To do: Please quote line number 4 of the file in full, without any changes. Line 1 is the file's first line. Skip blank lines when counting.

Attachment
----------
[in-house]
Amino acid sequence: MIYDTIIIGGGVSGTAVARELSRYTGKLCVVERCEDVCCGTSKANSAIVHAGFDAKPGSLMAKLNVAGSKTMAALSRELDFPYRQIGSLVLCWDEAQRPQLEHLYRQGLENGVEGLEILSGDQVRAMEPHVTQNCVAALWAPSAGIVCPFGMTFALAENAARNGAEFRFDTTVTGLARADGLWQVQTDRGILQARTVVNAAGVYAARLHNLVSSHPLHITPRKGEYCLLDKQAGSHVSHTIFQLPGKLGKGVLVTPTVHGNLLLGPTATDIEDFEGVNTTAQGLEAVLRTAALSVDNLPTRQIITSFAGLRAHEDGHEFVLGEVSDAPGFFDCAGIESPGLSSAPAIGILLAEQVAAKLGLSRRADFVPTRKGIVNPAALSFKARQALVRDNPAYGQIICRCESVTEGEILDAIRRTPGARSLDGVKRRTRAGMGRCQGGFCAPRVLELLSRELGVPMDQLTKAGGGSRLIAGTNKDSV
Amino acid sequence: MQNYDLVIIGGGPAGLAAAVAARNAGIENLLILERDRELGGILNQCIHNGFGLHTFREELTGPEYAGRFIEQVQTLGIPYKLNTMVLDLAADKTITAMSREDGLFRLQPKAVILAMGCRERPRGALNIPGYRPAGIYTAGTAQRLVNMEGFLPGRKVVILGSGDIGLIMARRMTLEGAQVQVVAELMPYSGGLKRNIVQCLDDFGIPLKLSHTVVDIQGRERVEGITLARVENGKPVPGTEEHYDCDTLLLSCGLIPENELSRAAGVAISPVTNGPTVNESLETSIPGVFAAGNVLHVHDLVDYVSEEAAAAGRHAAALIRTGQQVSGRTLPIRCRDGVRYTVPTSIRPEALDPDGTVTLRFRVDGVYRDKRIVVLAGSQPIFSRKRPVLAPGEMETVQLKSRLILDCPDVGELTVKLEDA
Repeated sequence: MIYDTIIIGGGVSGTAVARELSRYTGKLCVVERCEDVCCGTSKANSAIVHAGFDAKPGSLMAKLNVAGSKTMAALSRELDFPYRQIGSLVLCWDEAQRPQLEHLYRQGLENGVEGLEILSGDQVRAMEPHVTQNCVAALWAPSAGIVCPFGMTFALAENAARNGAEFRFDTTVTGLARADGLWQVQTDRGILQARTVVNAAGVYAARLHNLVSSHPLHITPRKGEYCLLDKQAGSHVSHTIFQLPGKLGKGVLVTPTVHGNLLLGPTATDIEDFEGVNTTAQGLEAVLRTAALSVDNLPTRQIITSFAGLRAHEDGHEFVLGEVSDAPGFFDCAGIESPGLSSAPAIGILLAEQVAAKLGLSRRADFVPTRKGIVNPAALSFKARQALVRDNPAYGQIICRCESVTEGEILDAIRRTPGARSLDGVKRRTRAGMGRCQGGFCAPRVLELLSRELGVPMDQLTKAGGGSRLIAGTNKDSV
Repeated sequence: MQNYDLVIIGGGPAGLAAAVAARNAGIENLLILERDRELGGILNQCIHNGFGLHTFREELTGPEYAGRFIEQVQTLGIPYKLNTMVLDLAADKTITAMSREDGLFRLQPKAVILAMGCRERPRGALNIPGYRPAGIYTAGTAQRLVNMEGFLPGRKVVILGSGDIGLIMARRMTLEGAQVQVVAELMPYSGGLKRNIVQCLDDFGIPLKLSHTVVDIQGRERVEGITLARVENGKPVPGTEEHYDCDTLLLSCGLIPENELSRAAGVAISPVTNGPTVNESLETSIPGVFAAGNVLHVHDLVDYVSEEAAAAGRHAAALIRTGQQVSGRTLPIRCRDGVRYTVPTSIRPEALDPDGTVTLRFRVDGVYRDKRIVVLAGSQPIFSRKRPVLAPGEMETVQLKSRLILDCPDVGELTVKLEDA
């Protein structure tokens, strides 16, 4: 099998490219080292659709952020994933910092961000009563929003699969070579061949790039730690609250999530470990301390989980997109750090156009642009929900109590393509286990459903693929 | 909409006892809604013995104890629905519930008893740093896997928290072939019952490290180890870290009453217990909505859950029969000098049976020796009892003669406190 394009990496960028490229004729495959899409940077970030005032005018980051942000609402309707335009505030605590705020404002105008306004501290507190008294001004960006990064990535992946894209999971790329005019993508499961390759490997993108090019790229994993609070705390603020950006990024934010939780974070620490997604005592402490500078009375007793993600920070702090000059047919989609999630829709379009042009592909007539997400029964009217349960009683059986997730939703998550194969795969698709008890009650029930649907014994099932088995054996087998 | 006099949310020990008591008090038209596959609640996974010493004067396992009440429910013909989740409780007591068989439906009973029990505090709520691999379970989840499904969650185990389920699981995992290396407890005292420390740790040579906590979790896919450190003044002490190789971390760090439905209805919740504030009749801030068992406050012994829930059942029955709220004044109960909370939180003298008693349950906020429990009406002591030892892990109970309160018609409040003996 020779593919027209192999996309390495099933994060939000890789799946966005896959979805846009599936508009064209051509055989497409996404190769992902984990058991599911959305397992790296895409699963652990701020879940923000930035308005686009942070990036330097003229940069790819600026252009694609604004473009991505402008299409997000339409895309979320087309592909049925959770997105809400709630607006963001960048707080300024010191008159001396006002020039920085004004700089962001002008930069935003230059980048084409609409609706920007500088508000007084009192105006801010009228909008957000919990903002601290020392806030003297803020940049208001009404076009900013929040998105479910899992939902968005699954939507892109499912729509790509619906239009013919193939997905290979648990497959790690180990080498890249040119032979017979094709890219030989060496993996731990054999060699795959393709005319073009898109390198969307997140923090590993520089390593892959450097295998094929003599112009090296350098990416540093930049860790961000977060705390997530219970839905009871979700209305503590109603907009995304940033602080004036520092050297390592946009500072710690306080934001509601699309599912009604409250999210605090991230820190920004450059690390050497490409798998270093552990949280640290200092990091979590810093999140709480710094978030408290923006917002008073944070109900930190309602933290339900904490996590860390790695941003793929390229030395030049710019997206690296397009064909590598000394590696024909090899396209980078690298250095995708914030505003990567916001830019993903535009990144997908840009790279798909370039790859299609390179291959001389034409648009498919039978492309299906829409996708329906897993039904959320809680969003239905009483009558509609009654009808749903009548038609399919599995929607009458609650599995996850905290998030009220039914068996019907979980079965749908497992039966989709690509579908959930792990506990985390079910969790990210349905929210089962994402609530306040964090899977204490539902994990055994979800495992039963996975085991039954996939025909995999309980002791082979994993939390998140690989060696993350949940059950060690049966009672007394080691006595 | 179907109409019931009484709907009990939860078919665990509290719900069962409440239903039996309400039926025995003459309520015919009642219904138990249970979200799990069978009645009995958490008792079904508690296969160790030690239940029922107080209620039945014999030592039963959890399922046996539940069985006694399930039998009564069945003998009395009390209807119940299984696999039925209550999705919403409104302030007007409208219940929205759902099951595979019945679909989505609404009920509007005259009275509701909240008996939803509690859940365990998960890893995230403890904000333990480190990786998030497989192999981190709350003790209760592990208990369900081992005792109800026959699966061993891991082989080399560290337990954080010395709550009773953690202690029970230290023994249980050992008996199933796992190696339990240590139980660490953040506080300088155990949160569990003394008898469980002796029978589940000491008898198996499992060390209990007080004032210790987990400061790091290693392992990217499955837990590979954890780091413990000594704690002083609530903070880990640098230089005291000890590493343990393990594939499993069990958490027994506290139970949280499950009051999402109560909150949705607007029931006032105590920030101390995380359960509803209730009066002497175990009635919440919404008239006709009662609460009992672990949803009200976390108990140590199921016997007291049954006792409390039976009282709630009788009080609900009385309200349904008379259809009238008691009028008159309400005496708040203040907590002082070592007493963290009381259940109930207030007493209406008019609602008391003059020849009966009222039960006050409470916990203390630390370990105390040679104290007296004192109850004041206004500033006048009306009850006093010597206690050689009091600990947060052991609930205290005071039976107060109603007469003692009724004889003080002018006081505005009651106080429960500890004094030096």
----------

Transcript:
Repeated sequence: MIYDTIIIGGGVSGTAVARELSRYTGKLCVVERCEDVCCGTSKANSAIVHAGFDAKPGSLMAKLNVAGSKTMAALSRELDFPYRQIGSLVLCWDEAQRPQLEHLYRQGLENGVEGLEILSGDQVRAMEPHVTQNCVAALWAPSAGIVCPFGMTFALAENAARNGAEFRFDTTVTGLARADGLWQVQTDRGILQARTVVNAAGVYAARLHNLVSSHPLHITPRKGEYCLLDKQAGSHVSHTIFQLPGKLGKGVLVTPTVHGNLLLGPTATDIEDFEGVNTTAQGLEAVLRTAALSVDNLPTRQIITSFAGLRAHEDGHEFVLGEVSDAPGFFDCAGIESPGLSSAPAIGILLAEQVAAKLGLSRRADFVPTRKGIVNPAALSFKARQALVRDNPAYGQIICRCESVTEGEILDAIRRTPGARSLDGVKRRTRAGMGRCQGGFCAPRVLELLSRELGVPMDQLTKAGGGSRLIAGTNKDSV